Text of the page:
Research Review Advances Implantable Lenses over Laser Surgery
Moderately nearsighted patients may experience better vision correction with implantable lenses than with laser surgery such as LASIK, according to a British doctor's review of previous research results. Other eye surgeons advise caution, saying the more-invasive lens implant surgery is riskier than laser procedures.
Implanting a phakic intraocular lens (IOL) in front of the eye's natural lens was approved by the U.S. Food and Drug Administration (FDA) in 2004. It is an alternative to laser modification of the corneal tissue for the extremely nearsighted, since their condition may require cutting more tissue than is often available.
Dr. Allon Barsam of the Moorfields Eye Hospital NHS Foundation Trust in London said his team's review of previous research indicates that patients who received IOL implants experienced better overall quality of vision and a higher level of satisfaction than those who chose laser surgery.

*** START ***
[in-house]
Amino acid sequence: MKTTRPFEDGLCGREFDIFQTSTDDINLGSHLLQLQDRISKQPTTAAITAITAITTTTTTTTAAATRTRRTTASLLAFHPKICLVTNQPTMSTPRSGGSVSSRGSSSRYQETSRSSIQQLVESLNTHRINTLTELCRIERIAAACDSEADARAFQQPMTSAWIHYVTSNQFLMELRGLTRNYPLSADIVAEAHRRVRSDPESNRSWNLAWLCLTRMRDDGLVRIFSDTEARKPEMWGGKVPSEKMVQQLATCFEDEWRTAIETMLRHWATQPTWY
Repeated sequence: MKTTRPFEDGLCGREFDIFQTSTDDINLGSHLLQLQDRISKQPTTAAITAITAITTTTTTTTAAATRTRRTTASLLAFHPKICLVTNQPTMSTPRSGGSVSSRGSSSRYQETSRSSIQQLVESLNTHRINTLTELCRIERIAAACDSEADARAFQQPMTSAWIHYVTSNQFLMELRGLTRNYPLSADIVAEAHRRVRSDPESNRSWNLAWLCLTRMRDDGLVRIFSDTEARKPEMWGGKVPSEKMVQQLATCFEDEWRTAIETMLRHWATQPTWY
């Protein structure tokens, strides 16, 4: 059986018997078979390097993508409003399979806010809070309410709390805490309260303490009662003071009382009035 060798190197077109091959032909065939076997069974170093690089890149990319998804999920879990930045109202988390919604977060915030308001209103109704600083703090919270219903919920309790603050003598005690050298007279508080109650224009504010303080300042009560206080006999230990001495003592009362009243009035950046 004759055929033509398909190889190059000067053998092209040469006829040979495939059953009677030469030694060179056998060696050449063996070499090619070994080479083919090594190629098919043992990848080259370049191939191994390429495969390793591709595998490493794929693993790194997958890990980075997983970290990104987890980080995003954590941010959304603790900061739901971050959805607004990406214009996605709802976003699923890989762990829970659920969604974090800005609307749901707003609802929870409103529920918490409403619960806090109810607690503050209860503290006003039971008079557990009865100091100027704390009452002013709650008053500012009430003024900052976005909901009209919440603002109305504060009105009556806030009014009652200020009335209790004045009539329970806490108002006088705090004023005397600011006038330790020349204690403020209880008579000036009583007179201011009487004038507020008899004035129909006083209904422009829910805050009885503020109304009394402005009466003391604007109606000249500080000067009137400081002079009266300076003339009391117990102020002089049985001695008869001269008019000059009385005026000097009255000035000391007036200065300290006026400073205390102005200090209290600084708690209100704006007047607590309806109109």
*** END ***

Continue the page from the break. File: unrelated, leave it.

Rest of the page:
According to Barsam, the evidence is sufficient to consider implants rather than laser surgery for those with moderate nearsightedness.
Eye surgeon Dr. Richard Duffey of Premier Medical Eye Group in Mobile, Alabama, disagreed with the conclusions of the British review.
Duffey said his surveys of colleagues for more than a decade indicate a preference for the less-invasive laser surgery. He said the risks of cutting into the eye, rather than simply using a laser to remove corneal tissue from the outside means that most American eye surgeons will reserve the use of IOLs for those patients whose corneal tissue is inadequate to achieve desired vision correction.
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